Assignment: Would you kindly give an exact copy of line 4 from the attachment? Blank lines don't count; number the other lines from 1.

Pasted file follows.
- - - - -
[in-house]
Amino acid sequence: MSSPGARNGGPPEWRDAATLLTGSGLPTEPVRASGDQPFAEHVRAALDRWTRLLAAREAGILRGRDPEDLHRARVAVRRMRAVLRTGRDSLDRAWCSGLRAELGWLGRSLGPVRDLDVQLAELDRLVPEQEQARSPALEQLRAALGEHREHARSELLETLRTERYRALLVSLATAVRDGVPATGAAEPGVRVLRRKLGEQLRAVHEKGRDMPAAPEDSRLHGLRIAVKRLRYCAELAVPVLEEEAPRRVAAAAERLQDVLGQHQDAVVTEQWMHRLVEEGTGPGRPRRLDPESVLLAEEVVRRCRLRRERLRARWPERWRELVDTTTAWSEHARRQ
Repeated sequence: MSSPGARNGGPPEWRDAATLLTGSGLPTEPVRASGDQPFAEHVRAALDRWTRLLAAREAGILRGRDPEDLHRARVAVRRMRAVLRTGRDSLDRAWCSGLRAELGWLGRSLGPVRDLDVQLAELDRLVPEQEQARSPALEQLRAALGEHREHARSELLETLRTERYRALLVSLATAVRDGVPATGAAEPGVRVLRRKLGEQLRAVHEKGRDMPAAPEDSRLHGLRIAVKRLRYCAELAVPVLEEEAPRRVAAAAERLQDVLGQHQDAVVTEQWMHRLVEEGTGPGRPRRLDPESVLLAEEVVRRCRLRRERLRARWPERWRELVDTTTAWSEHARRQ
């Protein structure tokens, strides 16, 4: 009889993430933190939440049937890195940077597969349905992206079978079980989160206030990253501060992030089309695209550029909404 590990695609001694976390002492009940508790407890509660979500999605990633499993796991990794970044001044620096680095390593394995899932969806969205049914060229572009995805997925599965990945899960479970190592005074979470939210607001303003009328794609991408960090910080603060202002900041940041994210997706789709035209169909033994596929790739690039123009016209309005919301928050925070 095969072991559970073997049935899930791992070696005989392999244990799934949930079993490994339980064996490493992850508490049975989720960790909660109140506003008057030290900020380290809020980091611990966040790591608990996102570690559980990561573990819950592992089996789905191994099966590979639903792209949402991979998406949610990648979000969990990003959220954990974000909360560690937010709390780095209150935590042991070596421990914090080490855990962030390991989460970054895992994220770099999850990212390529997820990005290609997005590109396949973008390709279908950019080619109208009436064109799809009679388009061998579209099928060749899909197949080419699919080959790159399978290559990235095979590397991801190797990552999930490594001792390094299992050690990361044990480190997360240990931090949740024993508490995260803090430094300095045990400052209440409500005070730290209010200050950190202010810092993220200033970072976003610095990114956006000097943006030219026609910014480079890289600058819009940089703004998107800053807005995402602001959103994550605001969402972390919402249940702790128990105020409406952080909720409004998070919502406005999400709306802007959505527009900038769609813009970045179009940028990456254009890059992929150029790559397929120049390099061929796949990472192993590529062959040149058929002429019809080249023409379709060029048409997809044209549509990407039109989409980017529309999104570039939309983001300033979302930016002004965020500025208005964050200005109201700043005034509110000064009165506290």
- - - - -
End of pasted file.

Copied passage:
């Protein structure tokens, strides 16, 4: 009889993430933190939440049937890195940077597969349905992206079978079980989160206030990253501060992030089309695209550029909404 590990695609001694976390002492009940508790407890509660979500999605990633499993796991990794970044001044620096680095390593394995899932969806969205049914060229572009995805997925599965990945899960479970190592005074979470939210607001303003009328794609991408960090910080603060202002900041940041994210997706789709035209169909033994596929790739690039123009016209309005919301928050925070 095969072991559970073997049935899930791992070696005989392999244990799934949930079993490994339980064996490493992850508490049975989720960790909660109140506003008057030290900020380290809020980091611990966040790591608990996102570690559980990561573990819950592992089996789905191994099966590979639903792209949402991979998406949610990648979000969990990003959220954990974000909360560690937010709390780095209150935590042991070596421990914090080490855990962030390991989460970054895992994220770099999850990212390529997820990005290609997005590109396949973008390709279908950019080619109208009436064109799809009679388009061998579209099928060749899909197949080419699919080959790159399978290559990235095979590397991801190797990552999930490594001792390094299992050690990361044990480190997360240990931090949740024993508490995260803090430094300095045990400052209440409500005070730290209010200050950190202010810092993220200033970072976003610095990114956006000097943006030219026609910014480079890289600058819009940089703004998107800053807005995402602001959103994550605001969402972390919402249940702790128990105020409406952080909720409004998070919502406005999400709306802007959505527009900038769609813009970045179009940028990456254009890059992929150029790559397929120049390099061929796949990472192993590529062959040149058929002429019809080249023409379709060029048409997809044209549509990407039109989409980017529309999104570039939309983001300033979302930016002004965020500025208005964050200005109201700043005034509110000064009165506290």